I am 21, whilst I'm still young I'm not exactly 18, I have things to pay for and I'm planning on moving out with my partner in the next year, so I'm just thinking about what do I do next? I have always wanted to go into something medical or science related.

I gave mental health nursing a go that wasn't for me and I have tried adult nursing and just hate the placements, do I go back to uni and try something else? or just get a job. I don't want to be in a dead end unfulfilling job. everything just seems to be getting on top of me.

I would appreciate some advice on what I could do next and if anyone has also dropped out of nursing and gone on to do something similar or something else I would welcome your input.

I am in my first year and regretting it I actually am considering leaving it the nurses are bully's in my final interview the nurse failed me and made up lies now I have gone back for a 4 week retrieval with the same practice assessor and I am picked on by every one being left in tag bays and being made to do work with the hcas when this is not the proffencies I have been failed on I do not know what to do and who to turn to
Reply 8
Original post by studentnurse01
I am massively considering dropping out of my adult nursing degree, in fact I'm almost certain. I haven't enjoyed any of the placements I have been on due to no staff, rude nurses and I know I don't want to work on a ward so the idea of 3 years of mostly ward placements just isn't what I want. It's just a case of what next?

And before the comments of " just stick it out" or " just get the degree " whilst I appreciate it, I'm just not the type of person to stick something out if I don't enjoy it. This is now my second go at a nursing degree and it's just not for me. I absolutely love learning about the science behind procedures and going into uni but the placements I hate. If I don't quit now and try and give placements another go, I just know ill end up dropping out further down the line so I can't see the point of getting even deeper into my degree.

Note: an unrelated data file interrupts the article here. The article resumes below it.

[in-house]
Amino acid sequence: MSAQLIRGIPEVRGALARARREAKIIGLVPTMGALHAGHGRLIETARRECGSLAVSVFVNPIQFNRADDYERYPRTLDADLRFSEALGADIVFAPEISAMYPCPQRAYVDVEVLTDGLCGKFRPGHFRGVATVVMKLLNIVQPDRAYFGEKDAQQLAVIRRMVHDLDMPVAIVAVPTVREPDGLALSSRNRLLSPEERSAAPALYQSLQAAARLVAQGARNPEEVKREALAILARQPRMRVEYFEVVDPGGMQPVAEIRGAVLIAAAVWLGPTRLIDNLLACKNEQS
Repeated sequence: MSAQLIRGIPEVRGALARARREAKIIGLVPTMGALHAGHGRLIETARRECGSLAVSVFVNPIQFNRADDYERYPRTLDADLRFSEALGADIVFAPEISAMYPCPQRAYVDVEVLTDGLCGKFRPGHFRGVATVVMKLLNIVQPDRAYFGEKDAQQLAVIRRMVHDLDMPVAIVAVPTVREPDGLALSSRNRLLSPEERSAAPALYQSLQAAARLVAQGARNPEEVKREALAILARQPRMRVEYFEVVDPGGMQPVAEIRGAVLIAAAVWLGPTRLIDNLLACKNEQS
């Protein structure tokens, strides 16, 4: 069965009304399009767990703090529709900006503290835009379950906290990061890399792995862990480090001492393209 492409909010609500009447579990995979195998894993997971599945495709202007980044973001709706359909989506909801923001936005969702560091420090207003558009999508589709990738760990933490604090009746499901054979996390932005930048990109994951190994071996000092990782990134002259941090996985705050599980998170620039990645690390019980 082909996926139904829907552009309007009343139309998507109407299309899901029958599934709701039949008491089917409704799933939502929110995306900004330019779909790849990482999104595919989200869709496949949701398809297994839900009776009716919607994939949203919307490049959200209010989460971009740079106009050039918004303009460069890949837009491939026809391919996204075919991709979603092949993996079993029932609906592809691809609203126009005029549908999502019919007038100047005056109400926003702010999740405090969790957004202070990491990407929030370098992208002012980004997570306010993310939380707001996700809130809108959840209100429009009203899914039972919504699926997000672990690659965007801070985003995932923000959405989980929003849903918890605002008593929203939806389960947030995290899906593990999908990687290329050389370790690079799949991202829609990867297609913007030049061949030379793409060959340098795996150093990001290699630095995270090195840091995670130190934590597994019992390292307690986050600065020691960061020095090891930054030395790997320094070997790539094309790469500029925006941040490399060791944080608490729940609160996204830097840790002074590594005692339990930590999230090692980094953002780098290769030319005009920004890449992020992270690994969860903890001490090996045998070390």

I am 21, whilst I'm still young I'm not exactly 18, I have things to pay for and I'm planning on moving out with my partner in the next year, so I'm just thinking about what do I do next? I have always wanted to go into something medical or science related.

I gave mental health nursing a go that wasn't for me and I have tried adult nursing and just hate the placements, do I go back to uni and try something else? or just get a job. I don't want to be in a dead end unfulfilling job. everything just seems to be getting on top of me.

I would appreciate some advice on what I could do next and if anyone has also dropped out of nursing and gone on to do something similar or something else I would welcome your input.


If you don’t mind me asking, what was mental health nursing like?
Original post by Sameera 786
I am in my first year and regretting it I actually am considering leaving it the nurses are bully's in my final interview the nurse failed me and made up lies now I have gone back for a 4 week retrieval with the same practice assessor and I am picked on by every one being left in tag bays and being made to do work with the hcas when this is not the proffencies I have been failed on I do not know what to do and who to turn to

oh no that’s awful! i carried on with my nursing degree and currently on placment 5/9 halfway there! where abouts in first year are you? if your first placement it is totally normal to work with the hcas for the first few weeks as you need to learn the basics but after those first few weeks you need to let them know you need to be working with the nurses as you have proficiencies to get signed off, and just say you will help with the hcas when your not trying to get things signed off, first year is hard as you do tend to get fobbed off onto the hcas which i know is very frustrating as it’s not what you get signed up for.